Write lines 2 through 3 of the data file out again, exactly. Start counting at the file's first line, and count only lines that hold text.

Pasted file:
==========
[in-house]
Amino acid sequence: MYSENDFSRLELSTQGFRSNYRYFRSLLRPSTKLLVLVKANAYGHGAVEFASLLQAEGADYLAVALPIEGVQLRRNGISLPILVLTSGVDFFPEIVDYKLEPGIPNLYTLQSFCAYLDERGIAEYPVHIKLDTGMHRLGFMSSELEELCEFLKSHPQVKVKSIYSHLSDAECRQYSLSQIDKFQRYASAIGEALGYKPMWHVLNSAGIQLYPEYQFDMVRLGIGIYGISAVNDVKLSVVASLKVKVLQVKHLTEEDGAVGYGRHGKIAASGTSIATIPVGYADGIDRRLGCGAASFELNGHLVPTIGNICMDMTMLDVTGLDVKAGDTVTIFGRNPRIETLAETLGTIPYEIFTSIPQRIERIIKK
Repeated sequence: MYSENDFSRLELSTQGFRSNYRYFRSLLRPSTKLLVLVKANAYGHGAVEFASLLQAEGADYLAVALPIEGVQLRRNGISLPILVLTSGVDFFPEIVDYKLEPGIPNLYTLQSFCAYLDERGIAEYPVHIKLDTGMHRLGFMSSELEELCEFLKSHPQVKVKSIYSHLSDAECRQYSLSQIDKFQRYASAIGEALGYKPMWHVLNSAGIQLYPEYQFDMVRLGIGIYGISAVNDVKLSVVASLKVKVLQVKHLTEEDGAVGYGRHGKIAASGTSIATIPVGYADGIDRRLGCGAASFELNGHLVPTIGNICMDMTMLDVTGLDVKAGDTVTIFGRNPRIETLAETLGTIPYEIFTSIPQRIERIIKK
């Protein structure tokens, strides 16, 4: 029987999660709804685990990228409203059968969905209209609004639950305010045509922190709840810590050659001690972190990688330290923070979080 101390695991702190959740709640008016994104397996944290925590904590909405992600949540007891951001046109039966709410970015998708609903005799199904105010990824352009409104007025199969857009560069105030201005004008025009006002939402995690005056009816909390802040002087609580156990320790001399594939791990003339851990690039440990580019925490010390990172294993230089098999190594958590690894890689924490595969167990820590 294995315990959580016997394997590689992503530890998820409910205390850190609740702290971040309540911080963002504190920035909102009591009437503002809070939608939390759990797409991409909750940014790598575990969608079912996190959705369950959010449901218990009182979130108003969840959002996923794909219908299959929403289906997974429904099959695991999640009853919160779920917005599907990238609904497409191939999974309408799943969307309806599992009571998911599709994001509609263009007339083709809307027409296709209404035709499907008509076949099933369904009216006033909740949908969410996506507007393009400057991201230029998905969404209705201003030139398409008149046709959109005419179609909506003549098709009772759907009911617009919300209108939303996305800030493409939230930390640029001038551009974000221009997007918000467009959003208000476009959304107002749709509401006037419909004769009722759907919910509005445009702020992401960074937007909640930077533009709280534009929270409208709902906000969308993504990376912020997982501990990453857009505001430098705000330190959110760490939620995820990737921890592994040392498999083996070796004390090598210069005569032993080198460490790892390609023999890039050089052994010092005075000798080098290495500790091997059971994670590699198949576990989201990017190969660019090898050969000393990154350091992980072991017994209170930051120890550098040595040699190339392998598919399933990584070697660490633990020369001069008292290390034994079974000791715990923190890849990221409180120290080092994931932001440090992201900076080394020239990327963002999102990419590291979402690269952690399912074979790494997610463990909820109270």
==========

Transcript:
Amino acid sequence: MYSENDFSRLELSTQGFRSNYRYFRSLLRPSTKLLVLVKANAYGHGAVEFASLLQAEGADYLAVALPIEGVQLRRNGISLPILVLTSGVDFFPEIVDYKLEPGIPNLYTLQSFCAYLDERGIAEYPVHIKLDTGMHRLGFMSSELEELCEFLKSHPQVKVKSIYSHLSDAECRQYSLSQIDKFQRYASAIGEALGYKPMWHVLNSAGIQLYPEYQFDMVRLGIGIYGISAVNDVKLSVVASLKVKVLQVKHLTEEDGAVGYGRHGKIAASGTSIATIPVGYADGIDRRLGCGAASFELNGHLVPTIGNICMDMTMLDVTGLDVKAGDTVTIFGRNPRIETLAETLGTIPYEIFTSIPQRIERIIKK
Repeated sequence: MYSENDFSRLELSTQGFRSNYRYFRSLLRPSTKLLVLVKANAYGHGAVEFASLLQAEGADYLAVALPIEGVQLRRNGISLPILVLTSGVDFFPEIVDYKLEPGIPNLYTLQSFCAYLDERGIAEYPVHIKLDTGMHRLGFMSSELEELCEFLKSHPQVKVKSIYSHLSDAECRQYSLSQIDKFQRYASAIGEALGYKPMWHVLNSAGIQLYPEYQFDMVRLGIGIYGISAVNDVKLSVVASLKVKVLQVKHLTEEDGAVGYGRHGKIAASGTSIATIPVGYADGIDRRLGCGAASFELNGHLVPTIGNICMDMTMLDVTGLDVKAGDTVTIFGRNPRIETLAETLGTIPYEIFTSIPQRIERIIKK